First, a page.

Gov. Jared Polis made it official Tuesday that metropolitan districts, controversy or not, will continue to be a part of Colorado’s solution to building more housing.
The Democratic governor said in a news release that he had signed into law Senate Bill 110, which adds transparency to the governance of the special districts and places some limits on the amount of debt that metropolitan-district boards can issue. Polis announced the signing of the bill, sponsored by Democratic Sens. Janice Marchman of Loveland and Rachel Zenzinger of Arvada, without comment.
SB 110 emerged as the winner among two competing bills seeking to regulate the districts, which are responsible for much of the new-housing development in the Denver metro area and other more urbanized parts of Colorado. And it was the option among the two that developers and groups such as the Metro District Education Coalition favored.
The new law, which is set to take effect in early August, caps the amount of service-plan debt that the districts can offer at a total approved by the local government that OK’d creation of the district, requires annual in-person town-hall meetings by the districts’ boards of directors and limits interest rates on any debt to levels at or below market rates. It also requires that sellers of homes within metropolitan districts inform buyers that their home is within such a district and direct them to a website on the district’s operations.
Controversy surrounding the districts
A growing number of residents within such districts have become critical of them in recent years, saying that they were blindsided by high-cost, long-running mill levies to pay off bonds sold by the developers to install the infrastructure of new communities. Developers have responded that such debt is necessary to fund everything from roads to community centers when local governments rarely invest in infrastructure for new housing areas anymore, though they have conceded in recent years that more transparency is needed.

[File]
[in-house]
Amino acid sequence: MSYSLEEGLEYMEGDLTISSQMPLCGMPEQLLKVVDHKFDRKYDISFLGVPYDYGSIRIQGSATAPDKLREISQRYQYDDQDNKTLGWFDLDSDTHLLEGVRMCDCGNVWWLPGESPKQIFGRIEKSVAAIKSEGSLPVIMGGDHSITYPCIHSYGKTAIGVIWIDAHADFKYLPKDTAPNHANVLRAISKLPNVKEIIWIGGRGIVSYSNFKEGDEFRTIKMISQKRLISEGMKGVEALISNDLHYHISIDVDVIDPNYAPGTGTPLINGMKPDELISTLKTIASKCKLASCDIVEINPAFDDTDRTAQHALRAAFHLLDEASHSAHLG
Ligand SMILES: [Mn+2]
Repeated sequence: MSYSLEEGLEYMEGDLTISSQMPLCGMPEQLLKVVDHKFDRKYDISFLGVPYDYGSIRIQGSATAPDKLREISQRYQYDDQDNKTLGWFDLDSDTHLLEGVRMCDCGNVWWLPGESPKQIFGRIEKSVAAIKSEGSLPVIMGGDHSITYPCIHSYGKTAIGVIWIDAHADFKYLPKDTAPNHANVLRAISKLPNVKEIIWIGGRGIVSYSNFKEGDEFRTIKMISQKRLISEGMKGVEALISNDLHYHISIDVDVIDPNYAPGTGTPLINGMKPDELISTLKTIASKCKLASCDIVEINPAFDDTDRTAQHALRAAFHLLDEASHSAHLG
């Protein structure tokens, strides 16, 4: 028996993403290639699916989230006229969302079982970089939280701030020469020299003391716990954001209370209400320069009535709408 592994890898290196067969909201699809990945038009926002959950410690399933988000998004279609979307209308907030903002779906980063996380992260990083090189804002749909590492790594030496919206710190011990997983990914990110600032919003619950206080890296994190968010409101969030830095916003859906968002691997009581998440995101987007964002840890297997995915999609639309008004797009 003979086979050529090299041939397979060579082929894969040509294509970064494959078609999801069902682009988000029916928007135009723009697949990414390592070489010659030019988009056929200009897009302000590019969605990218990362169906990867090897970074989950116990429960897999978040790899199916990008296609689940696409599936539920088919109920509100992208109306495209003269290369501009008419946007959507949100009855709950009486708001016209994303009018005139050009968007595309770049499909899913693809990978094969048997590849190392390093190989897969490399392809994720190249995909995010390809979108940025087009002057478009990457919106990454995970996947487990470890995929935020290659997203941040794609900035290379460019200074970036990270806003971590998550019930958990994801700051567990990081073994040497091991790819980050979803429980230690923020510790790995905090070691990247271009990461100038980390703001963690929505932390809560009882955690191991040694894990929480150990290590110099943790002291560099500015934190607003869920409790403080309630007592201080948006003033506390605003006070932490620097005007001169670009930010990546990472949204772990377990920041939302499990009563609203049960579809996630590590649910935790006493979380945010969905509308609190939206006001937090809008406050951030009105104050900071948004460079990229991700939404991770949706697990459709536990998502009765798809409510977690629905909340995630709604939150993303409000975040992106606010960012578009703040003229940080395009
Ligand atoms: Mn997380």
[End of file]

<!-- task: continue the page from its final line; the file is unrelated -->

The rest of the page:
SB 110, which was sponsored in the House by Democratic Rep. Cathy Kipp of Fort Collins and Republican Rep. Rick Taggart of Grand Junction, ran largely as a countermeasure to House Bill 1090, a proposal to ban metro-district board members from purchasing any debt that districts sell on the open market. Proponents of HB 1090 argue such purchases constitute a conflict of interest that allows board members to generate profit from debt payments, while opponents said that developers who sit on such boards often must buy a portion of the debt because the bond market is not willing to fund the entire amount.
Both bills made it through the House — HB 1190 on a 38-24 vote and SB 110 on a count of 40-24 — thanks to a handful of Democratic representatives who backed each despite their seeming conflict. But while SB 110 passed the Senate on an overwhelming 29-3 margin, HB 1190 could not make it out of the Senate Local Government and Housing Committee, where it fell on a 4-3 bipartisan vote.
A push for building more homes
Zenzinger said in a statement to The Sum & Substance on Wednesday that the new law adopts the best practices that metro districts across Colorado have modeled.
“Collectively, these practices provide stronger local oversight, improved transparency on property taxes and mandated disclosures by developers,” Zenzinger said. “By strengthening local oversight, this legislation empowers local officials to provide sweeping protections for homeowners and homebuyers living in metro districts.”
While the bills were about the regulation of the-now 2,300 metropolitan districts across the state, they also had significant undertones in the bigger-picture housing debate at the Capitol.
Polis is pushing a land-use reform bill — SB 213, which goes for its first hearing on Thursday morning in the Senate housing committee — that would remove barriers to putting multifamily housing on many properties in urban areas that now are zoned for single-family housing. The governor has said many times that one of the keys to solving Colorado’s housing-affordability crisis is for builders to be able to produce more housing stock, which can bring down overall pricing if there are more living options for state residents to choose.